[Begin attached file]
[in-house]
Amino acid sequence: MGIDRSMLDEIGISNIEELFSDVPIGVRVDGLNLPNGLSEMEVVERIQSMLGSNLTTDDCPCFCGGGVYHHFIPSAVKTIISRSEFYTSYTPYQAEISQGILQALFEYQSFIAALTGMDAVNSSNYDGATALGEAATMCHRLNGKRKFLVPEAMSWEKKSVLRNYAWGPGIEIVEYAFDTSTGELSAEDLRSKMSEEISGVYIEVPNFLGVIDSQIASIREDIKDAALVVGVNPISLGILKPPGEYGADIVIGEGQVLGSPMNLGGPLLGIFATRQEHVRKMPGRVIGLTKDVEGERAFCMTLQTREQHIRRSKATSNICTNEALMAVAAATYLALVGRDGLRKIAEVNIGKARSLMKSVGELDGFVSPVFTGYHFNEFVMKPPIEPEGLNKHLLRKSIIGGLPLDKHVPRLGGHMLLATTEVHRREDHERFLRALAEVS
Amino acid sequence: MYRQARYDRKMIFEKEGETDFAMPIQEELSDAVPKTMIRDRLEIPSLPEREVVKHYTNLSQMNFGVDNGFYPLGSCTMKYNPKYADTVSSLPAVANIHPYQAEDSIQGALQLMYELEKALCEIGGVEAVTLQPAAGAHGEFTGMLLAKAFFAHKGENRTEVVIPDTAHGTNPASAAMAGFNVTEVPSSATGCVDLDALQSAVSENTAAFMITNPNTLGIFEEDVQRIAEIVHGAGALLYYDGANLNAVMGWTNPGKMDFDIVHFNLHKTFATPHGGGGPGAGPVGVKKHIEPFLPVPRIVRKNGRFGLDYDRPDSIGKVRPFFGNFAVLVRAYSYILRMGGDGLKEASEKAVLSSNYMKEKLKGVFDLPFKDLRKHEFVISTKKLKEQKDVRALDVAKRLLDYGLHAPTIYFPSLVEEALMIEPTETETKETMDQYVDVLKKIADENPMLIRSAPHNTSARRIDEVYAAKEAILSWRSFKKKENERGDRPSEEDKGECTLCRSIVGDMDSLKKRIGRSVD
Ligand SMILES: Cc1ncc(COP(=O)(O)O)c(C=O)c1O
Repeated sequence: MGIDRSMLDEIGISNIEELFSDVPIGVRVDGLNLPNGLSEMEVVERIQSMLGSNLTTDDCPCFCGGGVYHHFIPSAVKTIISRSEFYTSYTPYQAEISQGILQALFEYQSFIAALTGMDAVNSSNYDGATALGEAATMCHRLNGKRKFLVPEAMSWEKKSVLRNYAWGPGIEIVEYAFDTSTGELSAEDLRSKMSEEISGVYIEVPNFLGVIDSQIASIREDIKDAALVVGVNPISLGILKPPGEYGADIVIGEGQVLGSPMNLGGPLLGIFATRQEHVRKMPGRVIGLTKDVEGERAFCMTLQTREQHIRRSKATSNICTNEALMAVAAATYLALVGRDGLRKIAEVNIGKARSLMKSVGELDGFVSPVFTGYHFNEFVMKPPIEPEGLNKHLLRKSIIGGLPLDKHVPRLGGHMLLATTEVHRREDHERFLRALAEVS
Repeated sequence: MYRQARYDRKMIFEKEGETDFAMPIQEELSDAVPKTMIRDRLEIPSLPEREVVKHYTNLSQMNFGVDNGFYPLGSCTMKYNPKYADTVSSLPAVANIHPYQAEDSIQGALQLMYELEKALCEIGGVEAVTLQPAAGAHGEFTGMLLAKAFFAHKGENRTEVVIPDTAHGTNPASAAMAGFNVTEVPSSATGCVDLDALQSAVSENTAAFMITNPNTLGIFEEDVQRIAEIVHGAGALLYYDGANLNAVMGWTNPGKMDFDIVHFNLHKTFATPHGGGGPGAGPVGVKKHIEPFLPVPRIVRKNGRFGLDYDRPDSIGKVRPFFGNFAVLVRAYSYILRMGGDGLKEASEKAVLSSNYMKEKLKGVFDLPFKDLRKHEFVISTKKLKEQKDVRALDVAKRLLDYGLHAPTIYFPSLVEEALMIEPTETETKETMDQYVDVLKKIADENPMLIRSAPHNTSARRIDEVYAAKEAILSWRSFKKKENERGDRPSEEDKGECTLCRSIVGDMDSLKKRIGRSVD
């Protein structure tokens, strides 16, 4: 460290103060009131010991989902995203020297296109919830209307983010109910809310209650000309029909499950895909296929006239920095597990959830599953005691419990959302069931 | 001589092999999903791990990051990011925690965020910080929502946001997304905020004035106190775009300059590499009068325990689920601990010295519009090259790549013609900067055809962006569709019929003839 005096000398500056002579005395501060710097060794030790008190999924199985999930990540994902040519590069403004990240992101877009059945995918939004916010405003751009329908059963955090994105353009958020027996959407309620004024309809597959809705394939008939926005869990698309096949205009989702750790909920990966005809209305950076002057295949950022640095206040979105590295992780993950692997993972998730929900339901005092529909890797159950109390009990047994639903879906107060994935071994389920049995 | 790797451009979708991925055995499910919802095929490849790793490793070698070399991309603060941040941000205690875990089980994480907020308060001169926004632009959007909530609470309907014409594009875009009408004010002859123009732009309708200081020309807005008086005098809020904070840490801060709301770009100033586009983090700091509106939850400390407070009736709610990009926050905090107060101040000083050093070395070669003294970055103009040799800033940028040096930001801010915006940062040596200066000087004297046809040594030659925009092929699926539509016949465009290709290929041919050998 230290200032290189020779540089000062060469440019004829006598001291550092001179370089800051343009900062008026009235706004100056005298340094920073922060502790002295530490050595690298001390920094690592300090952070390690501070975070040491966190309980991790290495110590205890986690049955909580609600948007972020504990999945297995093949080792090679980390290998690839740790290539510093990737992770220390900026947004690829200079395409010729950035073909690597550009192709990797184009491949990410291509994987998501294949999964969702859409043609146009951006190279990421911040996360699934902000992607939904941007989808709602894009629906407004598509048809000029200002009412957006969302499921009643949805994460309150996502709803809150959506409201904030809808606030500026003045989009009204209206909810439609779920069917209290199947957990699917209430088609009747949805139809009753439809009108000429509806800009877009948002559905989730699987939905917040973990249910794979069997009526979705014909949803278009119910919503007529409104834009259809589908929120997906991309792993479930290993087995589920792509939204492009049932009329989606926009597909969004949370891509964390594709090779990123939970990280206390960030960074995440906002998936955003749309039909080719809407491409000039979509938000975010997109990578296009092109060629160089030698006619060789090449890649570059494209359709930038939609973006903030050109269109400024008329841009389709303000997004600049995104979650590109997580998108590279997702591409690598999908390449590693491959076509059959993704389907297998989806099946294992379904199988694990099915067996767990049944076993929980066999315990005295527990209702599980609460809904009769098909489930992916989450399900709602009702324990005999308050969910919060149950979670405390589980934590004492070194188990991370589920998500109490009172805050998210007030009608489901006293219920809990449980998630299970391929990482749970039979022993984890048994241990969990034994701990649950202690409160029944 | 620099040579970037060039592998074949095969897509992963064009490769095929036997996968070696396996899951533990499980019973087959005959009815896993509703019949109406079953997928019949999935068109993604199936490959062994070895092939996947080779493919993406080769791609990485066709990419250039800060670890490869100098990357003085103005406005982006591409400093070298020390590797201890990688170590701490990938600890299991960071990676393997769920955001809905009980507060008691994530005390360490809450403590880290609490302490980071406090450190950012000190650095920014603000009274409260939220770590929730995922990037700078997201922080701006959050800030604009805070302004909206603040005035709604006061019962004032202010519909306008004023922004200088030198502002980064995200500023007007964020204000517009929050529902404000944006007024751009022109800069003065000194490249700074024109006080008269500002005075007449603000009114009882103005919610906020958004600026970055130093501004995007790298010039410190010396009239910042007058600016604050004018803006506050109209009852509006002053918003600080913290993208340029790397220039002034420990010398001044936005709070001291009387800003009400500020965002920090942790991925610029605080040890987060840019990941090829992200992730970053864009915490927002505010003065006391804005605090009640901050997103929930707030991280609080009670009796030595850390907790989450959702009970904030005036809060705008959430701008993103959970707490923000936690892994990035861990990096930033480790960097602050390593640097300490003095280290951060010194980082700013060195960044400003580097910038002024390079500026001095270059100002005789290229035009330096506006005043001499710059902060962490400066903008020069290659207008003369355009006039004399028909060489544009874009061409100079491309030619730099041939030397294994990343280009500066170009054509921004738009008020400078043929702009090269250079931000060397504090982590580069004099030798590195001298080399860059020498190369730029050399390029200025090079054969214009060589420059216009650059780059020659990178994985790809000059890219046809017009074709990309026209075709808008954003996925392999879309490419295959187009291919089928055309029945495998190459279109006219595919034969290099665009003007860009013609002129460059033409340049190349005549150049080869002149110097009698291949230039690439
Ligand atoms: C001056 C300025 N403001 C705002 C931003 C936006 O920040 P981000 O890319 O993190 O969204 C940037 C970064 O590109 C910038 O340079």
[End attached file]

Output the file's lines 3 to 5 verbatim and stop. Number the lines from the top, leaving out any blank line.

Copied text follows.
Amino acid sequence: MYRQARYDRKMIFEKEGETDFAMPIQEELSDAVPKTMIRDRLEIPSLPEREVVKHYTNLSQMNFGVDNGFYPLGSCTMKYNPKYADTVSSLPAVANIHPYQAEDSIQGALQLMYELEKALCEIGGVEAVTLQPAAGAHGEFTGMLLAKAFFAHKGENRTEVVIPDTAHGTNPASAAMAGFNVTEVPSSATGCVDLDALQSAVSENTAAFMITNPNTLGIFEEDVQRIAEIVHGAGALLYYDGANLNAVMGWTNPGKMDFDIVHFNLHKTFATPHGGGGPGAGPVGVKKHIEPFLPVPRIVRKNGRFGLDYDRPDSIGKVRPFFGNFAVLVRAYSYILRMGGDGLKEASEKAVLSSNYMKEKLKGVFDLPFKDLRKHEFVISTKKLKEQKDVRALDVAKRLLDYGLHAPTIYFPSLVEEALMIEPTETETKETMDQYVDVLKKIADENPMLIRSAPHNTSARRIDEVYAAKEAILSWRSFKKKENERGDRPSEEDKGECTLCRSIVGDMDSLKKRIGRSVD
Ligand SMILES: Cc1ncc(COP(=O)(O)O)c(C=O)c1O
Repeated sequence: MGIDRSMLDEIGISNIEELFSDVPIGVRVDGLNLPNGLSEMEVVERIQSMLGSNLTTDDCPCFCGGGVYHHFIPSAVKTIISRSEFYTSYTPYQAEISQGILQALFEYQSFIAALTGMDAVNSSNYDGATALGEAATMCHRLNGKRKFLVPEAMSWEKKSVLRNYAWGPGIEIVEYAFDTSTGELSAEDLRSKMSEEISGVYIEVPNFLGVIDSQIASIREDIKDAALVVGVNPISLGILKPPGEYGADIVIGEGQVLGSPMNLGGPLLGIFATRQEHVRKMPGRVIGLTKDVEGERAFCMTLQTREQHIRRSKATSNICTNEALMAVAAATYLALVGRDGLRKIAEVNIGKARSLMKSVGELDGFVSPVFTGYHFNEFVMKPPIEPEGLNKHLLRKSIIGGLPLDKHVPRLGGHMLLATTEVHRREDHERFLRALAEVS